CSIR’s new patented Clot buster, PEGylated Streptokinase set to revolutionize the treatment of Strokes.
A new Clot buster, PEGylated Streptokinase – a Novel Biological Entity developed by Dr. Girish Sahni, DG, CSIR and Secretary, DSIR and his team of inventors at CSIR-Institute of Microbial Technology (CSIR-IMTECH), Chandigarh is all set to revolutionize the treatment of ischemic strokes. Ischemic stroke is a condition caused by a dysfunction in the supply of blood to the brain due to emboli, thrombus or atherosclerosis occurring in cerebral arteries. According to the American Stroke Association (ASA), brain strokes are the second leading cause of death in the world with a staggering 15 million people effected causing 11 million people either die or become permanently disabled. Surprisingly, the prevalence of stroke is much higher in India than the West and about 87% of all strokes are ischemic strokes.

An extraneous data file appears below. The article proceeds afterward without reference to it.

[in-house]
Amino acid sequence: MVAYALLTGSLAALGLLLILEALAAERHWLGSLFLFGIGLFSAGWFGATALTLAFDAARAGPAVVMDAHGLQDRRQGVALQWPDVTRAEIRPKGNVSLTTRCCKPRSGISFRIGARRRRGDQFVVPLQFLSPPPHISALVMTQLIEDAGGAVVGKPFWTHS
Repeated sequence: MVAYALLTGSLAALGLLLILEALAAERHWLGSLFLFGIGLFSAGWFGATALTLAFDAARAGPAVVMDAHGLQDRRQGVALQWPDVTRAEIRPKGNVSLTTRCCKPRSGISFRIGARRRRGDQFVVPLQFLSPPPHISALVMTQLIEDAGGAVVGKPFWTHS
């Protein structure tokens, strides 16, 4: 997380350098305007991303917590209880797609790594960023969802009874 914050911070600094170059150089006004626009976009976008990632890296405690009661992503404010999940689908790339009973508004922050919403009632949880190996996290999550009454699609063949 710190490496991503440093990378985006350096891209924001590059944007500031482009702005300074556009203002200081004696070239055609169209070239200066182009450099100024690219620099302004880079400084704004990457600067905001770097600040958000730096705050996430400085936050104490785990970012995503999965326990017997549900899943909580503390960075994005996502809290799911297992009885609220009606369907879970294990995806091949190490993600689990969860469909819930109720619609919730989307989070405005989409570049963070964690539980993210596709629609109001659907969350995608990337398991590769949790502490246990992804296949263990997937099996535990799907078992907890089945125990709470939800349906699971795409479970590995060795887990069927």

Dr. Anil Koul, Director, CSIR-IMTECH, Dr. Girish Sahni, DG, CSIR and Mr. Debayan Ghosh, President, Epygen
CSIR-IMTECH and Epygen Biotech Pvt. Ltd., Mumbai, have entered into an agreement for the latter to develop PEGylated Streptokinase for treatment of Ischemic Stroke.Epygen is the first company in India with exclusive license of this Novel Biological Entity (NBE) thrombolytic protein for ischemic stroke. Epygen Biotech Pvt Ltd is a biopharmaceutical company, engaged in research and manufacturing of Therapeutic Proteins for Oncology, Cardiovascular and Immune disorders.
PEGylated Streptokinase, the novel recombinant protein Thrombolytic molecule has been precisely engineered through decades of research for enhanced proteolytic stability and extended plasma half-life, fibrin-specificity and associated clot specificity, with reduced immuno-reactivity which would be significant attributes with unmistakable clinical advantages such as reduced probability of hemorrhage over current treatment regimens of thrombolytic drugs for acute stroke. These are huge advantages with a potential to transform the way ischemic stroke, deep-vein thrombosis, pulmonary embolism and acute myocardial infarction are treated around the globe, especially in the developing world.